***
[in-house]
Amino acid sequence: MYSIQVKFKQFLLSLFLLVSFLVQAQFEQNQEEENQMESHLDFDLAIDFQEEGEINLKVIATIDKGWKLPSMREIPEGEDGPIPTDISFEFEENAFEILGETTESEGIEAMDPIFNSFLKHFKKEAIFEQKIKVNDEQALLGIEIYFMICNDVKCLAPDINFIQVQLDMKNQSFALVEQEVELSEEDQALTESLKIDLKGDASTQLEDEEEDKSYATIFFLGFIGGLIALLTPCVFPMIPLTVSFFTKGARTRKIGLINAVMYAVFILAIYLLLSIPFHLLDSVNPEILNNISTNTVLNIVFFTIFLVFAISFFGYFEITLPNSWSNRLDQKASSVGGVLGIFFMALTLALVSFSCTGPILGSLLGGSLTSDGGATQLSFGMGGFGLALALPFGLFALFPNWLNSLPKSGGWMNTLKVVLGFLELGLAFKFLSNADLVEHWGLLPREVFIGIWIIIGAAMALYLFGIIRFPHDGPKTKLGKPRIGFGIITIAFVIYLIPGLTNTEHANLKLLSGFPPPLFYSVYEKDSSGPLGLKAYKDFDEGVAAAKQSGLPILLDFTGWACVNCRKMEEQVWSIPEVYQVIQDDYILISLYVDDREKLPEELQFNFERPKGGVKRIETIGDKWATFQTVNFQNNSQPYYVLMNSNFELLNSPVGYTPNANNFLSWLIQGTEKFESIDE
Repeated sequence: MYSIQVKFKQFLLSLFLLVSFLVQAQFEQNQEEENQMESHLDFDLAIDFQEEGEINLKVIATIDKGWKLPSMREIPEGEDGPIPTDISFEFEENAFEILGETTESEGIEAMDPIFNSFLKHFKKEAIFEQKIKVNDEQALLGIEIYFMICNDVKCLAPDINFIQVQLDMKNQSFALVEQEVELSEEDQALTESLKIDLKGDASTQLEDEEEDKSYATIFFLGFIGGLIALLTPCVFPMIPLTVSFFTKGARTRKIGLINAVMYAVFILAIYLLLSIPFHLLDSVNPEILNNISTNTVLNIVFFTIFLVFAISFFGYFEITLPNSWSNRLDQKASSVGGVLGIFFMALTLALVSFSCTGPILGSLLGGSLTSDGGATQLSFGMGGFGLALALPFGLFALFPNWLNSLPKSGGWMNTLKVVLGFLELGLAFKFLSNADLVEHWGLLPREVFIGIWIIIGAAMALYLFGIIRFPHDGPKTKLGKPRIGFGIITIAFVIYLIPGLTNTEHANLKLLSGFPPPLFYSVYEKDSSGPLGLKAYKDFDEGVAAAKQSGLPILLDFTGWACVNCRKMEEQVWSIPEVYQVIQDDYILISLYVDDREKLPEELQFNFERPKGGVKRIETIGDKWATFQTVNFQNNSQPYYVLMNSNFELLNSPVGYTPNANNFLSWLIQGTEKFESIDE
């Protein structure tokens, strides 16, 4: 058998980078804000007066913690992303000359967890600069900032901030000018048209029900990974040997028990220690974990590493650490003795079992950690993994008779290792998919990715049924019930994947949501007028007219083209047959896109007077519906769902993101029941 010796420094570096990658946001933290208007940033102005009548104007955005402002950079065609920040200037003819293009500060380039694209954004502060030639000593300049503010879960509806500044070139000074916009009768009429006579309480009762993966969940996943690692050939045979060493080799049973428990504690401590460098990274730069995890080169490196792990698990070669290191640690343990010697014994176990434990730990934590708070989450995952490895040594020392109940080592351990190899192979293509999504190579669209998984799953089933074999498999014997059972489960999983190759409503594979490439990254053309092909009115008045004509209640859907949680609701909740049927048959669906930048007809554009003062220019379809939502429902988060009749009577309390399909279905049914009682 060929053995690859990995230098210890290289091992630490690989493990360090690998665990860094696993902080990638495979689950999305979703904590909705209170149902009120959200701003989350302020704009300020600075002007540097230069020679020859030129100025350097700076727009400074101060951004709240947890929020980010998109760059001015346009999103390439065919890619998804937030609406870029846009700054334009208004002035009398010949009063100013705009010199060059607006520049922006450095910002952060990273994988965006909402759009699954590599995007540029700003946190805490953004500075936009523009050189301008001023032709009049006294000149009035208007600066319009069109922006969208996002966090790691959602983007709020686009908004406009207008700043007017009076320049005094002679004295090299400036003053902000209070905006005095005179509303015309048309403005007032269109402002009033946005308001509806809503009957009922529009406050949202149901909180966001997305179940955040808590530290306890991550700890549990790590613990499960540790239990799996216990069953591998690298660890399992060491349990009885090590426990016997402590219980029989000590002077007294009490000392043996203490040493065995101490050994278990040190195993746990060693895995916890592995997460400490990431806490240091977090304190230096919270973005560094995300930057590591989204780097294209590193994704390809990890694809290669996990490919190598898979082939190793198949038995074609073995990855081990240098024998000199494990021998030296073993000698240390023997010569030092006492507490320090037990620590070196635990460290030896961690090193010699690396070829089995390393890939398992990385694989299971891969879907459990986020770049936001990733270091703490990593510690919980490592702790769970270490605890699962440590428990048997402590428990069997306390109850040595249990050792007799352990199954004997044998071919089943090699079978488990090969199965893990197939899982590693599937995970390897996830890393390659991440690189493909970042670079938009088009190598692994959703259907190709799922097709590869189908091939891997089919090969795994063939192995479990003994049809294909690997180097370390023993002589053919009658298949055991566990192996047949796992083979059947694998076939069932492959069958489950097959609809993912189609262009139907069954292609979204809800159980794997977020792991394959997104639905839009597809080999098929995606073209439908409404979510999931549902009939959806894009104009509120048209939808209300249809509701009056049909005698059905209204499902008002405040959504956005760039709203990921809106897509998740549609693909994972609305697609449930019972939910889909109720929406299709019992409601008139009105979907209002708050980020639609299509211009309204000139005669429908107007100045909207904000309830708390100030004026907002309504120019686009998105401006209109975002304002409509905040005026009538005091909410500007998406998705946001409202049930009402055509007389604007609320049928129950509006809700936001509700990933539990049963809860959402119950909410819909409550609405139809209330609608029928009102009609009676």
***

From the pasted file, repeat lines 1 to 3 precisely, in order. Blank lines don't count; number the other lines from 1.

[in-house]
Amino acid sequence: MYSIQVKFKQFLLSLFLLVSFLVQAQFEQNQEEENQMESHLDFDLAIDFQEEGEINLKVIATIDKGWKLPSMREIPEGEDGPIPTDISFEFEENAFEILGETTESEGIEAMDPIFNSFLKHFKKEAIFEQKIKVNDEQALLGIEIYFMICNDVKCLAPDINFIQVQLDMKNQSFALVEQEVELSEEDQALTESLKIDLKGDASTQLEDEEEDKSYATIFFLGFIGGLIALLTPCVFPMIPLTVSFFTKGARTRKIGLINAVMYAVFILAIYLLLSIPFHLLDSVNPEILNNISTNTVLNIVFFTIFLVFAISFFGYFEITLPNSWSNRLDQKASSVGGVLGIFFMALTLALVSFSCTGPILGSLLGGSLTSDGGATQLSFGMGGFGLALALPFGLFALFPNWLNSLPKSGGWMNTLKVVLGFLELGLAFKFLSNADLVEHWGLLPREVFIGIWIIIGAAMALYLFGIIRFPHDGPKTKLGKPRIGFGIITIAFVIYLIPGLTNTEHANLKLLSGFPPPLFYSVYEKDSSGPLGLKAYKDFDEGVAAAKQSGLPILLDFTGWACVNCRKMEEQVWSIPEVYQVIQDDYILISLYVDDREKLPEELQFNFERPKGGVKRIETIGDKWATFQTVNFQNNSQPYYVLMNSNFELLNSPVGYTPNANNFLSWLIQGTEKFESIDE
Repeated sequence: MYSIQVKFKQFLLSLFLLVSFLVQAQFEQNQEEENQMESHLDFDLAIDFQEEGEINLKVIATIDKGWKLPSMREIPEGEDGPIPTDISFEFEENAFEILGETTESEGIEAMDPIFNSFLKHFKKEAIFEQKIKVNDEQALLGIEIYFMICNDVKCLAPDINFIQVQLDMKNQSFALVEQEVELSEEDQALTESLKIDLKGDASTQLEDEEEDKSYATIFFLGFIGGLIALLTPCVFPMIPLTVSFFTKGARTRKIGLINAVMYAVFILAIYLLLSIPFHLLDSVNPEILNNISTNTVLNIVFFTIFLVFAISFFGYFEITLPNSWSNRLDQKASSVGGVLGIFFMALTLALVSFSCTGPILGSLLGGSLTSDGGATQLSFGMGGFGLALALPFGLFALFPNWLNSLPKSGGWMNTLKVVLGFLELGLAFKFLSNADLVEHWGLLPREVFIGIWIIIGAAMALYLFGIIRFPHDGPKTKLGKPRIGFGIITIAFVIYLIPGLTNTEHANLKLLSGFPPPLFYSVYEKDSSGPLGLKAYKDFDEGVAAAKQSGLPILLDFTGWACVNCRKMEEQVWSIPEVYQVIQDDYILISLYVDDREKLPEELQFNFERPKGGVKRIETIGDKWATFQTVNFQNNSQPYYVLMNSNFELLNSPVGYTPNANNFLSWLIQGTEKFESIDE